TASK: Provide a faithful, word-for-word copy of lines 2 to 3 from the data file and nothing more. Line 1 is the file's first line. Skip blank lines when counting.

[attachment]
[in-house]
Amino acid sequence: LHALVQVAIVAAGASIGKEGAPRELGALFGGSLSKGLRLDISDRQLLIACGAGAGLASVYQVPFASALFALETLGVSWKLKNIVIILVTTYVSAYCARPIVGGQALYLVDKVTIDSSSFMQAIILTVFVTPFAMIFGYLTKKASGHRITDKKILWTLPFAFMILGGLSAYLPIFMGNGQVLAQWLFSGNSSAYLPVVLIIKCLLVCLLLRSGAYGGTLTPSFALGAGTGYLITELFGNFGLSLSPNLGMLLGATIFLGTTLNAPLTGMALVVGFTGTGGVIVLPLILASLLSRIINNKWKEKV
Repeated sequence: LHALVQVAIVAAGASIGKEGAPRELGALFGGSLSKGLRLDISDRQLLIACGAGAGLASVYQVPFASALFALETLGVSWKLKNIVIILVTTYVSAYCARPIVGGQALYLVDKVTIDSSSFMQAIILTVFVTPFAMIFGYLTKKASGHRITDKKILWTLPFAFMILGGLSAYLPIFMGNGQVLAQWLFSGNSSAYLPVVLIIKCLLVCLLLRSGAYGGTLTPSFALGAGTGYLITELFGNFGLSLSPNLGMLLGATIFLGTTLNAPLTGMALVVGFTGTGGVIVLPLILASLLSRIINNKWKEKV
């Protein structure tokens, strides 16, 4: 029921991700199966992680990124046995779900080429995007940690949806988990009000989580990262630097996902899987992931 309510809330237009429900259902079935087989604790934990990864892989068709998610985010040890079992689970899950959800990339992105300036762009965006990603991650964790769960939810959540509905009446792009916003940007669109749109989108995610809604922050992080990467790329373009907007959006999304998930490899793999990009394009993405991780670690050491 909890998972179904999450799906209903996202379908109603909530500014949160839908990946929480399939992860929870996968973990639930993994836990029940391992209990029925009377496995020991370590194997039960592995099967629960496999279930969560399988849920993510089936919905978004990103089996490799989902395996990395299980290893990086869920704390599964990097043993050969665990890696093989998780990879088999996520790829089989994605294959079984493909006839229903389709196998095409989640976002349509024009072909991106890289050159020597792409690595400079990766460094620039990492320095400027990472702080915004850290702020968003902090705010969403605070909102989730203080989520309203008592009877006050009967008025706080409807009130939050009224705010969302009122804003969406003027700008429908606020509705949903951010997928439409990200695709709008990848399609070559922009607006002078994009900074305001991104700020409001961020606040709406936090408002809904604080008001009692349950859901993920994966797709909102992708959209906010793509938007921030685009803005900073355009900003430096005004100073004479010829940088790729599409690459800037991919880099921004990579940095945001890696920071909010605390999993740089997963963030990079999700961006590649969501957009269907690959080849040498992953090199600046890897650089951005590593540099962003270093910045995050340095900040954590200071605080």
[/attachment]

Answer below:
Amino acid sequence: LHALVQVAIVAAGASIGKEGAPRELGALFGGSLSKGLRLDISDRQLLIACGAGAGLASVYQVPFASALFALETLGVSWKLKNIVIILVTTYVSAYCARPIVGGQALYLVDKVTIDSSSFMQAIILTVFVTPFAMIFGYLTKKASGHRITDKKILWTLPFAFMILGGLSAYLPIFMGNGQVLAQWLFSGNSSAYLPVVLIIKCLLVCLLLRSGAYGGTLTPSFALGAGTGYLITELFGNFGLSLSPNLGMLLGATIFLGTTLNAPLTGMALVVGFTGTGGVIVLPLILASLLSRIINNKWKEKV
Repeated sequence: LHALVQVAIVAAGASIGKEGAPRELGALFGGSLSKGLRLDISDRQLLIACGAGAGLASVYQVPFASALFALETLGVSWKLKNIVIILVTTYVSAYCARPIVGGQALYLVDKVTIDSSSFMQAIILTVFVTPFAMIFGYLTKKASGHRITDKKILWTLPFAFMILGGLSAYLPIFMGNGQVLAQWLFSGNSSAYLPVVLIIKCLLVCLLLRSGAYGGTLTPSFALGAGTGYLITELFGNFGLSLSPNLGMLLGATIFLGTTLNAPLTGMALVVGFTGTGGVIVLPLILASLLSRIINNKWKEKV